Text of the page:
Open range

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Red Desert rangeland in Wyoming
Open Range sign along southbound U.S. Route 93 in Lincoln County, Nevada.

In the Western United States and Canada, open range is rangeland where cattle roam freely regardless of land ownership. Where there are "open range" laws, those wanting to keep animals off their property must erect a fence to keep animals out; this applies to public roads as well. Land in open range that is designated as part of a "herd district" reverses liabilities, requiring an animal's owner to fence it in or otherwise keep it on the person's own property.[1] Most eastern states and jurisdictions in Canada require owners to fence in or herd their livestock.

History and practice[edit]

A cattle roundup in Colorado, c.1898.

The Western open-range tradition originated from the early practice of unregulated grazing of livestock in the newly acquired western territories of the United States and Canada. These practices were eventually codified in the laws of many Western US states as they developed written statutes.[2] Over time, as the Western lands became more populated and more developed (through railroads, mining, farming, etc.), open-range laws began to be challenged and were significantly curtailed, though they still exist in certain areas of most Western US states and Canadian provinces.[2] Open-range conditions existed in Western Canada prior to the 1889 amendments of the Dominion Lands Act, which prohibited cattle from grazing on unleased land, though the practice did not disappear immediately.[3]

Open-range management has also been practiced in other areas, including the Caribbean and some Eastern US states, such as South Carolina during the colonial period.[4][5] The practice was also widespread in Mexico, and some[who?] argue that the Mexican tradition may have been the predecessor to open-range practices in the American West,[2] much of which was part of Mexico prior to the 1840s. American ranchers borrowed many other cattle-raising techniques from Mexico.[citation needed]

Unlike the Eastern United States, the Western prairies of the 19th century were vast, undeveloped, and uncultivated. The land was also generally much more arid, with scarce, widely-separated sources of water. Until the invention of barbed wire in the 1870s, it was more practical to fence the livestock out of developed land, rather than to fence it in.[2] As the United States government acquired Western territories by purchase, conquest, and treaty, land not yet placed into private ownership was publicly owned and freely available for grazing cattle, though conflicting land-claims and periodic warfare with Native Americans placed some practical limits on grazing areas at various times.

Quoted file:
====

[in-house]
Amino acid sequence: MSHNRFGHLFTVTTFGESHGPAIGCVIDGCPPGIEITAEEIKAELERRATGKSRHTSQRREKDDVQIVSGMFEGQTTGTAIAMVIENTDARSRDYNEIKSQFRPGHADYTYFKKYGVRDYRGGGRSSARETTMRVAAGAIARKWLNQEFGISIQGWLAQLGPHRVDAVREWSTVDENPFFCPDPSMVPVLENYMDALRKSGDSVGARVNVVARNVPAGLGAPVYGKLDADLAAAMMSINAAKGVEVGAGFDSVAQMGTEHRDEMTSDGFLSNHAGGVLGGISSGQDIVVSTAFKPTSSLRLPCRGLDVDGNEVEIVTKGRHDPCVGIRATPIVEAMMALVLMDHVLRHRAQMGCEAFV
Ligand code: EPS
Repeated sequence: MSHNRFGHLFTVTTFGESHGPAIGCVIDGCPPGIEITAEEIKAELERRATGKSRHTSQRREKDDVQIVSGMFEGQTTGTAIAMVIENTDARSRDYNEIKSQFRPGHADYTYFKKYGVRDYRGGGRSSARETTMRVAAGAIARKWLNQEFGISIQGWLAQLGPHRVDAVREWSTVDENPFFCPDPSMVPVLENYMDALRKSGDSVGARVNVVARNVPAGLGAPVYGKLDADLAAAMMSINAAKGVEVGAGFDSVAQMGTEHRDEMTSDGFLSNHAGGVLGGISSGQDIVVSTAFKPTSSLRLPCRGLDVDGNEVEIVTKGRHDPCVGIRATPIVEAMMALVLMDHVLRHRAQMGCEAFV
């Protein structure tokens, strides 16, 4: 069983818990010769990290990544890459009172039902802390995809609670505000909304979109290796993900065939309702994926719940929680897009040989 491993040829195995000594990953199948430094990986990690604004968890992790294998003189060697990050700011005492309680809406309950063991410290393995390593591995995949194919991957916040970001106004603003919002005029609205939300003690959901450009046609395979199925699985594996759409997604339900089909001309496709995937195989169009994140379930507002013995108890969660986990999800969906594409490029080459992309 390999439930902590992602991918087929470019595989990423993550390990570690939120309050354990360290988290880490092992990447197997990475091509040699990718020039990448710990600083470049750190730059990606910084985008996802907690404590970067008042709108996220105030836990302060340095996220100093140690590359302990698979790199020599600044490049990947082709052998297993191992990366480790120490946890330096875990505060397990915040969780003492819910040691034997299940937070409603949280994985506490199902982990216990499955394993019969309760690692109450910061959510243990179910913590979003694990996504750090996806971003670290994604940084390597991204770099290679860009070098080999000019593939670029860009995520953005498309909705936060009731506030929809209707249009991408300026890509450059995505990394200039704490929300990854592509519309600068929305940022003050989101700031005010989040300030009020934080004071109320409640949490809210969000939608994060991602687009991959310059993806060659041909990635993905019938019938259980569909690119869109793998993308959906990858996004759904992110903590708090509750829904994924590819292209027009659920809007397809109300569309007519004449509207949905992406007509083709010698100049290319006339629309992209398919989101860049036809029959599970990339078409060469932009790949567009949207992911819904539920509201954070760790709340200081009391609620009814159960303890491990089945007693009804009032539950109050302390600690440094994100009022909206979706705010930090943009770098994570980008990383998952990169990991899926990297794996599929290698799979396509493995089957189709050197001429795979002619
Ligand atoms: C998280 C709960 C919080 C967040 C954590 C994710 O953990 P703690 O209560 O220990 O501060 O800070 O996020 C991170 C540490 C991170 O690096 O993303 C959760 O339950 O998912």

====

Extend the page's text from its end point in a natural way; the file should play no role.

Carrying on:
Free-roaming range cattle were calved, moved between grazing lands, and driven to market by cowboys. Brands on cattle marked who owned them.[2] Unbranded cattle, known as "mavericks", could become the property of anyone able to capture and brand them.

The invention of barbed wire in the 1870s made it easier to confine cattle to designated areas, which helped to prevent overgrazing of the range, and made fencing huge expanses cheaper than hiring cowboys for handling cattle. In Texas and surrounding areas, rapid population-growth required ranchers to fence off their individual lands.[6] This initially brought considerable drama to the Western rangelands. Indiscriminate fencing of federal lands was commonplace in the 1880s, often without any regard to land ownership or other public needs, such as mail delivery and movement of other kinds of livestock. Various state statutes, as well as vigilantism during the so-called Fence Cutting Wars, tried to enforce or combat fence-building, with varying success. In 1885 U.S. federal legislation outlawed the enclosure of public land. By 1890 illegal fencing had been mostly removed.[2][7]

In the north, overgrazing stressed the open range, leading to insufficient winter forage for cattle and their subsequent starvation, particularly during the harsh winter of 1886–1887, when severely overgrazed rangelands combined with unusually cold temperatures killed hundreds of thousands of cattle across the northern plains, leading to the sudden collapse of the cattle industry.[8] By the 1890s, barbed-wire fencing had become standard on the northern plains, railroads had expanded to cover most of the U.S., and meatpacking plants were being built closer to major ranching areas, making long cattle-drives from Texas to the railheads in Kansas unnecessary. The age of the open range was over and large cattle-drives were no more.[8] At the same time, independently-owned ranches multiplied all over the developing West.[9]

Modern times[edit]

An open range sign along the Interstate 10 Frontage Road in southern Arizona.

Where there are "open range" laws, people wanting to keep animals off their property must erect a legal fence to keep animals out, as opposed to the "herd district" where an animal's owner must fence it in or otherwise keep it on the person's own property. Most eastern states and jurisdictions in Canada require owners to fence in or herd their livestock. Many states in the west, e.g. Texas,[10] are at least nominally still open-range states.